But Tara J. O’Toole, the Department of Homeland Security’s (DHS) undersecretary for science and technology, told the Senate committee that the threat of a biological terror attack is real and the risk will increase as science advances.
“We know our adversaries are pursuing biological weapons,” O’Toole said. “The potency and accessibility of these weapons will increase as the bioscience revolution proceeds. The threat is not going to go away. It’s going to grow,” she warned.
Until recent years, most scientists had assumed that the difficulty of building a bioweapon was far beyond the ability of a terrorist cell. But scientific advances are making it possible for individuals to pursue ever more dangerous microbes, O’Toole said.
“Let me put it this way,” she remarked. “In the 1990s, it took billions of dollars and years to decode the human genome. Now, it can be done for thousands of dollars in about a week. This progress is happening globally.”
Alexander G. Garza, the DHS assistant secretary for health affairs, testified that a wide-area attack using the bacteria that causes anthrax—Bacillus anthracis—is one of the most serious mass casualty threats facing the U.S.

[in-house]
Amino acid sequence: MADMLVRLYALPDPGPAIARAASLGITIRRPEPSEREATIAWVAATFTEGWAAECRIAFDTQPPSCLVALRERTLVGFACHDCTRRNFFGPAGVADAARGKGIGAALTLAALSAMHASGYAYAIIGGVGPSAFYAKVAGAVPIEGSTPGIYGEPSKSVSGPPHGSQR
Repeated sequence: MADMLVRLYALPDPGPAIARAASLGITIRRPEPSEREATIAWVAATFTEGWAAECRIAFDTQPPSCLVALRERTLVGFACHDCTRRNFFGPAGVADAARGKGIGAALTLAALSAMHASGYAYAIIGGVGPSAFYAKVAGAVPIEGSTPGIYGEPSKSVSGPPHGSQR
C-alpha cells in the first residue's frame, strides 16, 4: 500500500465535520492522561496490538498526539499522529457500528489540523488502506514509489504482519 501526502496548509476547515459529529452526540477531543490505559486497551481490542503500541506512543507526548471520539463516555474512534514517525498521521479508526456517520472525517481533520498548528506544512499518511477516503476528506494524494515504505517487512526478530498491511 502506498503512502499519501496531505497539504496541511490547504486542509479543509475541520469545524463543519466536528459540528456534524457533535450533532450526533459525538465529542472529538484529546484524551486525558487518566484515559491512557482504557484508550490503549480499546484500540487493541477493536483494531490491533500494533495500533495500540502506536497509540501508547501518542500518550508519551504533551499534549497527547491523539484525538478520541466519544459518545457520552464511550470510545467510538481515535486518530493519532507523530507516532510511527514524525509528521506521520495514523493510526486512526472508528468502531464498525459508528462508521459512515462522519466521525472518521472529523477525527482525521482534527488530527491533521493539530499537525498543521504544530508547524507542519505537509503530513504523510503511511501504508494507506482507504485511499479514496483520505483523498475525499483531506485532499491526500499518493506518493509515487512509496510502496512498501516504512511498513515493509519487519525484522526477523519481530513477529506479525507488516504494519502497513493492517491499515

“A successful anthrax attack could potentially expose hundreds of thousands of people, and cause illness, death, fear, societal disruption, and economic damage,” Garza said. Even a small-scale attack, such as the attacks of a decade ago, “will result in deaths, panic, and economic losses, making this a weapon of mass disruption as well as destruction,” he noted.
However, the government has made progress in protecting the nation from biological attacks by implementing programs such as BioWatch, a nationwide biomonitoring system designed to detect the intentional release of aerosolized biological agents, he added.
Launched in 2001 in response to the anthrax mailings, BioWatch sensors now monitor more than 30 metropolitan areas across the country for the presence of a variety of deadly pathogens, including anthrax, smallpox, plague, and tularemia.
“BioWatch is much more than a machine,” Garza said. The program, he explained, has “evolved to become a robust network” of federal and state officials and local first responders that together would make decisions in the event of a biological attack.